Specifying Strain Crystallization Effects for Fatigue Analysis

Endurica CL and fe-safe/Rubber provide several material models for defining cyclic crack growth under nonrelaxing conditions.  Nonrelaxing cycles occur when the ratio R is greater than zero.  R is defined as

where T is the energy release rate (note that T will always be greater than or equal to zero).

The crack growth rate under nonrelaxing conditions is, in general, a function of both Tmax and R. For purposes of calculation, it is convenient to define an “equivalent” energy release rate Teq that gives the same steady state rate of crack growth as the operating condition on the nonrelaxing crack growth curve, but which is instead on the fully relaxing crack growth curve.  In other words,

Using this scheme, you can set up models for both amorphous and strain-crystallizing rubbers, depending on your definition of Teq.  Amorphous rubbers follow the well-known Paris model, and strain-crystallizing rubbers follow the Mars-Fatemi model (or you can define a lookup table).

Paris Model (Amorphous):

The Paris model is the simplest to derive, as it does not involve any material parameters.  It defines the equivalent energy release rate as

This definition is only suitable for rubbers that do not strain-crystallize.

For strain-crystallizing rubbers, one of the other two models should be used.

Mars-Fatemi Model (Strain-crystallizing):

The Mars-Fatemi model accounts for strain crystallization by treating the power-law slope, F, of the Thomas fatigue crack growth rate law   as a function of R, where

or

The exponential version is more compact, but the polynomial version is more flexible.

By substituting F(R) into the fatigue crack growth rate equations for relaxing and nonrelaxing cases, and doing a bit of algebra, the following relationship is obtained

 

Lookup Table (Strain-crystallizing):

The most flexible and accurate way to define strain crystallization is via a lookup table.  The lookup table takes R as an input and returns x(R) as an output.  This function can be defined as the fraction x(R) by which the nonrelaxing crack growth curve is shifted between the fully relaxing crack growth curve (x=0), and the vertical asymptote at Tc (x=1), at a given R.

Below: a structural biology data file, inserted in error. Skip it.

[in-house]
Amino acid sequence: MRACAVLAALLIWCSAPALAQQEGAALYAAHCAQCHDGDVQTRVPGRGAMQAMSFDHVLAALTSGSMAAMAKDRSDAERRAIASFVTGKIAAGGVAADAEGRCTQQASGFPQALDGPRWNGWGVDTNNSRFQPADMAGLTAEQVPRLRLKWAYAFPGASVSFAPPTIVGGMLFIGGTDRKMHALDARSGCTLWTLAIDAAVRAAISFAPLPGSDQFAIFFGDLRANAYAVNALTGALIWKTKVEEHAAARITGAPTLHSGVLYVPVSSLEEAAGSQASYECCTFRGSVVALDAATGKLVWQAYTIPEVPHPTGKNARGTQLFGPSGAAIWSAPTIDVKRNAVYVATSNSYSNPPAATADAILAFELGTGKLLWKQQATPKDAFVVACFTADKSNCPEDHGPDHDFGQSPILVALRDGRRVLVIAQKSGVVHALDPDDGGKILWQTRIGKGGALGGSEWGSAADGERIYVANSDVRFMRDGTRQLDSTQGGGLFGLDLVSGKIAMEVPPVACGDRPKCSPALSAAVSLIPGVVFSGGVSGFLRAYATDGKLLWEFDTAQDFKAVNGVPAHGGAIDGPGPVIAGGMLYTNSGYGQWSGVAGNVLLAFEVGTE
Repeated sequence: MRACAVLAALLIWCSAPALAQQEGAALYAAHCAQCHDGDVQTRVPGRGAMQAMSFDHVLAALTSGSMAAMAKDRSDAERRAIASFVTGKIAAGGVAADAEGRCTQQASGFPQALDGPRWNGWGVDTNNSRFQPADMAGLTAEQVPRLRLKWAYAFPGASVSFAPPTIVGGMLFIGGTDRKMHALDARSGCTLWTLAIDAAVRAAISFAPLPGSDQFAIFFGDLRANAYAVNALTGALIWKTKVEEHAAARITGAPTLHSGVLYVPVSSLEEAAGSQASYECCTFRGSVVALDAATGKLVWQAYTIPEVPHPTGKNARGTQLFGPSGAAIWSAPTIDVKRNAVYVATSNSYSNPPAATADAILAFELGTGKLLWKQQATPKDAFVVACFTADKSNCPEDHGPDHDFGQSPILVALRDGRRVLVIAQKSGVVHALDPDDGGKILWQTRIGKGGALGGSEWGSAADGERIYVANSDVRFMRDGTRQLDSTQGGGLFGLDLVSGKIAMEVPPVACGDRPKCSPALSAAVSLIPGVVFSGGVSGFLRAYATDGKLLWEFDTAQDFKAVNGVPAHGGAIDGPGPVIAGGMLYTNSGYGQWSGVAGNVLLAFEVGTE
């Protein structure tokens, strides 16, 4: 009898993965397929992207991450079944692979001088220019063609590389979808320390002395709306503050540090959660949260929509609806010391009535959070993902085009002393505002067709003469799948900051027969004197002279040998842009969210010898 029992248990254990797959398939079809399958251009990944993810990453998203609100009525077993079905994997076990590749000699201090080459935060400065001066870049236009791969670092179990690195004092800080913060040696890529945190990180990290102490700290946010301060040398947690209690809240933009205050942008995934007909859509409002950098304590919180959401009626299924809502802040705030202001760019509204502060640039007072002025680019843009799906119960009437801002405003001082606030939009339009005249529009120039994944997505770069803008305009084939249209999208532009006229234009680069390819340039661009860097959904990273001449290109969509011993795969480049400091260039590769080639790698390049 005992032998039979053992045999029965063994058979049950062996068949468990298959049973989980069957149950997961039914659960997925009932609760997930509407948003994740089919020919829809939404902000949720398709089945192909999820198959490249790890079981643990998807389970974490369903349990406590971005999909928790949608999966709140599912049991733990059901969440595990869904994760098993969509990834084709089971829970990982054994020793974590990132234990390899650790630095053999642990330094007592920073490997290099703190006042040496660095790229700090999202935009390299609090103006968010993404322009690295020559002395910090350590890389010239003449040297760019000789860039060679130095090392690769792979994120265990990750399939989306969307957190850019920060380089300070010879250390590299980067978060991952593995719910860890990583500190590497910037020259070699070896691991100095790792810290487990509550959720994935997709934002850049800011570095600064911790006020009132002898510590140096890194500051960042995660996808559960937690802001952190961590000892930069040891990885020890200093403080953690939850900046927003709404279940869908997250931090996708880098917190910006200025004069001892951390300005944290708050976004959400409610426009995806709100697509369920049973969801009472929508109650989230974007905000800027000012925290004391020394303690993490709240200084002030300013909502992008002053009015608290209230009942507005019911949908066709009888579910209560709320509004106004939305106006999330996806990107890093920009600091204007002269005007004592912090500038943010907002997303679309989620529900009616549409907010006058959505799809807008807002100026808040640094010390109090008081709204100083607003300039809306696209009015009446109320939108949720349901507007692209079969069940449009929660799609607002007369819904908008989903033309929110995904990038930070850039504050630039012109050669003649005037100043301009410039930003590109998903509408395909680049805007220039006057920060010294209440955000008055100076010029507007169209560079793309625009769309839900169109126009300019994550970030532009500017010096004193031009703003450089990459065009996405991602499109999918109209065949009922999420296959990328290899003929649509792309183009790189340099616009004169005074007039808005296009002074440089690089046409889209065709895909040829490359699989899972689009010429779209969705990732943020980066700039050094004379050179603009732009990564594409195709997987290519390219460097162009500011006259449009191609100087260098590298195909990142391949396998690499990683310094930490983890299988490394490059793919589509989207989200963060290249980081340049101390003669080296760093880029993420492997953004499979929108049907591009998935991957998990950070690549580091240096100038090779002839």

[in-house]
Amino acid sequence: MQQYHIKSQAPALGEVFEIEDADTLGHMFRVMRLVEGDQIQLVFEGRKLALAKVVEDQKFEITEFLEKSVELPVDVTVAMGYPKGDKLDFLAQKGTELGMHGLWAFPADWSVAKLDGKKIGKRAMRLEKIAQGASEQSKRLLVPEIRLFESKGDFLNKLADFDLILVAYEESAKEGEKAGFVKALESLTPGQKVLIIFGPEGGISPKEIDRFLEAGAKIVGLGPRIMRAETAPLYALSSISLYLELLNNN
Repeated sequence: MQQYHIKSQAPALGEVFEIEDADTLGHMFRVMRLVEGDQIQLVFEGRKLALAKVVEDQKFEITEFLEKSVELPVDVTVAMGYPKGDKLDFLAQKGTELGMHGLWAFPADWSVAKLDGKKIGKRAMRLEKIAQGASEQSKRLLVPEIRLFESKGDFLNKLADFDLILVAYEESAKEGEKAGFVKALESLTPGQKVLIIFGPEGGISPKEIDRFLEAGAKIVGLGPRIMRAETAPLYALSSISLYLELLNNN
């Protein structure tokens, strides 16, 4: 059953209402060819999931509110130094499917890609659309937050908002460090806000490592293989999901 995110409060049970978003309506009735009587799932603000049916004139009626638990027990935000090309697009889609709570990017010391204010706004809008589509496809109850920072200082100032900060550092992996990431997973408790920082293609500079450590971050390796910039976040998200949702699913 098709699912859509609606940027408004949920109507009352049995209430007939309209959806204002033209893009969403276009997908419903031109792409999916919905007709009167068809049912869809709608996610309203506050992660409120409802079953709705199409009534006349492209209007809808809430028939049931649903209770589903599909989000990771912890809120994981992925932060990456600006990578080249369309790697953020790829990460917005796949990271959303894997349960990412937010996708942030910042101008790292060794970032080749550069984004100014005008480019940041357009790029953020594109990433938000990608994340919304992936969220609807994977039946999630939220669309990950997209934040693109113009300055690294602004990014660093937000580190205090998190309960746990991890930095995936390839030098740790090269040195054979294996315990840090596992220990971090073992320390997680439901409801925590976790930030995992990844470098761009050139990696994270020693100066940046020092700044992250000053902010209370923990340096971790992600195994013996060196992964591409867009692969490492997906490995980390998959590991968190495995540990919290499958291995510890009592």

This can be rearranged into the desired Teq (Tmax,R) form, as follows

Comparisons:

Visualizing the differences between the models helps gain a better understanding of how strain crystallization can affect fatigue performance.  Since all of these models can be represented in the same form of Teq(Tmax,R), we show 2-D contour plots of Teq with R on the x-axis and ∆T on the y-axis.  ∆T is used instead of Tmax to make it easier to compare back to the simple Paris model.

From the figures above, we see that for the Paris model, the equivalent energy release rate depends only on ∆T.  When using this model, changes in R will have no effect on fatigue performance (when ∆T is also held constant).

For strain-crystallizing rubbers, changes in R should influence fatigue performance.  This is seen in the figures for the Mars-Fatemi and lookup table models.

The Mars-Fatemi example uses the following parameters:

The lookup table example uses Tc=10.0 kJ/m2 and Lindley’s data for unfilled natural rubber (P. B. Lindley, Int. J. Fracture 9, 449 (1973)).

For these models, there is a significant decline in Teq as R increases.  This effect is most pronounced when Tmax is much smaller than the critical energy release rate Tc.  Also, there is a point where the effect is reversed (around R=0.8 in these examples) and the high R-ratio starts to have a negative effect on fatigue performance.

Implications:

A material’s strain crystallization properties’ impact on fatigue performance under non-relaxing conditions should not be ignored.  Whether you are seeking to take advantage of strain-crystallization effects or simply comparing the results of different materials/geometries/loadings, strain-crystallization should be accurately represented in your simulations.

Follow these tips to take advantage of strain crystallization and help ensure your fatigue performance is the best it can be.

  • Take advantage of Endurica’s material characterization service (the FPM-NR Nonrelaxing Module generates the strain crystallization curve) or use your own in-house testing to create an accurate strain crystallization model of your material (the nonrelaxing procedure is available for the Coesfeld Tear and Fatigue Analyser).
  • Use output requests like DAMAGE_SPHERE, CEDMINMAX and CEDRAINFLOW to observe R-ratios for your duty cycles.

 

References

  1. B. Lindley, Int. J. Fracture 9, 449 (1973)

Mars, W. V. “Fatigue life prediction for elastomeric structures.” Rubber chemistry and technology 80, no. 3 (2007): 481-503.

Mars, W. V. “Computed dependence of rubber’s fatigue behavior on strain crystallization.” Rubber Chemistry and Technology 82, no. 1 (2009): 51-61.

Barbash, Kevin P., and William V. Mars. Critical Plane Analysis of Rubber Bushing Durability under Road Loads. No. 2016-01-0393. SAE Technical Paper, 2016.

 

 

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Durability Analysis in CAE: panel discussion of metals vs. polymers at the SAE World Congress

The relationship between crack nucleation and fracture mechanics experiments for polymers was first documented in 1964 by Gent, Lindley and Thomas (Journal of Applied Polymer Science, 8, 455, 1964.)